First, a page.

Setting Up Students Of All Ages For Success
Dedication and practice are two recurring words that one will hear for every Olympian who is interviewed about their road to the gold. The best way to prepare for success is to be deliberate in setting aside the time to practice and to pursue it with dedication. No matter what the age of the student from toddler to adult.
First, a designated area and time set aside for studying with healthy snacks and studying supplies is always a good idea. This can be as simple as a basket from the local dollar store with supplies in it so the student can pick it up when they come in the door to study and perhaps some type of signal that it is time to study/do homework or time to put up/clean up. Be sure this is an area with limited distractions unless you are deliberately training your student’s attention skills in which case you can make it a game for them to ignore the TV and win a prize…
Second, a set amount of time. This is important because it allows the student to know that there is a beginning and an ending to this time. A reward for completing during this time can be appropriate if the child does not struggle but for one that does struggle with time management, an egg timer or stopwatch can help as well as perhaps a chart to show how long they spent on it. The right amount of time to dedicate to homework outside the 20 minutes of nightly reading that all students of all ages should do, is around 10 minutes per grade level. A first grader should have no more than 10-15 minutes of homework outside of the reading and reading should be around 15-20 minutes. An adult can easily manage an hour of work plus an hour of reading if they do not have learning struggles but even adults can struggle with focus.
Third, providing adequate hydration and nutrition for studying is extremely important as studying is a laborious task. To encourage your child to eat healthy snacks versus junk, put a time price on them and make the junk cost more in terms of time. An orange is for ten minutes studying/doing homework without complaint but a cookie takes 20 minutes. Water is always free and readily available but juice or soda have a steep price tag!
Fourth, CHUNKING! No, don’t chunk the child or items at the teen…by chunking, I mean to break the work into manageable parts. Teens and Adults should be able to manage this for themselves but might need a reminder to do so. Young children will need you to help them break them work into manageable parts because after all the only way to eat an elephant is one bite at a time!
Fifth, study tools such as graphic organizers, charts, highlighters, and grading sheets should be readily available and the student should be taught to use these. Starting early in the summer and creating a rubric for how you will keep up with grading and where you can post it/put it is a good idea. By creating a healthy atmosphere of learning from mistakes rather than seeing mistakes as failures, you can allow your student the opportunity to bloom into their own garden of learning styles. Take time now to practice study times, show the student how to use graphic organizers, charts and highlighters while studying. Read a chapter together in a book and create a test for the other person from the materials.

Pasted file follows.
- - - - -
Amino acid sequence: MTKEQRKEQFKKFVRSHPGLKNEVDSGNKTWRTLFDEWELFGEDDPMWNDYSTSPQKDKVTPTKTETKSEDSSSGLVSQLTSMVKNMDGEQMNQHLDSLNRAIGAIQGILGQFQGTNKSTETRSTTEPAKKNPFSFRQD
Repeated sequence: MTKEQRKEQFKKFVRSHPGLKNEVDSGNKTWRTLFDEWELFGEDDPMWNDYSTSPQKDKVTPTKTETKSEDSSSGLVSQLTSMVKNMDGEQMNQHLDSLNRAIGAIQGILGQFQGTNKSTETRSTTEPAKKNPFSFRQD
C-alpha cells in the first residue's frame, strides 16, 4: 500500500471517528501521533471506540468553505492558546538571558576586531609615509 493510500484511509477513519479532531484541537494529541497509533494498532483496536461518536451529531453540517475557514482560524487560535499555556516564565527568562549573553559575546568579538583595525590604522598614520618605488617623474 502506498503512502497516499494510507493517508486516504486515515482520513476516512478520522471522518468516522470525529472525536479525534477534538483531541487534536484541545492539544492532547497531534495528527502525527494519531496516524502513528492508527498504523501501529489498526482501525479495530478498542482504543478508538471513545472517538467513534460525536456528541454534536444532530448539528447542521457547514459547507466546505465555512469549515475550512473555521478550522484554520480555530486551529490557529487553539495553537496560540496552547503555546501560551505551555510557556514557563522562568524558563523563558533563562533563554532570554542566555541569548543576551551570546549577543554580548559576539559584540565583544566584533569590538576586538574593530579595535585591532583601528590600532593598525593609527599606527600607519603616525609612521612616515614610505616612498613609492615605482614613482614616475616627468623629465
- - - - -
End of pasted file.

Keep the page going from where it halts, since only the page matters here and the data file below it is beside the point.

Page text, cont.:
Sixth, build Schema. This means simply that showing a student how to make connections is as simple as asking them questions as they begin the study process especially before a test. Ask these questions?
Have you ever seen or heard anything about this topic outside of school? Have you read about it before? How does it relate or have meaning to your life? Have you experienced this?
Making connections also allows you to encourage them into a positive growth mindset, which is a game changer when it comes to the overall learning experience. Having a positive learning experience at home can also negate the experiences that are not so great in other environments.
Seventh, note taking and organizational skills are not innately learned. These are skills that must be taught and trained. Use sticky notes, notecards, notebooks, etc. to teach your child organizational skills in note taking. Watch a video together then both of you take notes and show them that this is the way to dump information down to a gist so that you can quickly go back and refresh before a test. Show them acronyms and mnemonics to help them remember these things such as the common ones like please excuse my dear aunt sally for math order of operations.
Eighth, problem solving. This is a skill that must be practiced from the simplest problem to the most complicated. Introducing everyday problems and showing the student how to solve them starts with scheduling conflicts, everyday tasks, cleaning a bedroom, etc. The student must be shown how to identify the problem, look at potential solutions and make a plan to solve, then solve.
Ninth, studying must have a method to the madness. This is a culmination of the previous skills. Choosing a methodical approach to studying is as simple as sitting down with this checklist and taking it one step at a time in implementation. Don’t get overwhelmed, simply approach each step with a purpose and celebrate the achievements when accomplished.
Tenth, finally…Celebrate & Hire. Celebrate that you and your student are ready for a year filled with learning or Hire…come to LearningRx and hire a brain trainer to get your student ready for the school year filled with success and we will celebrate their accomplishments with you!
As Dr. Seuss so well said, “You are off to Great Places. Today is Your Day. Your Mountain is Waiting so Get on Your Way!” GO FOR THE GOLD!!!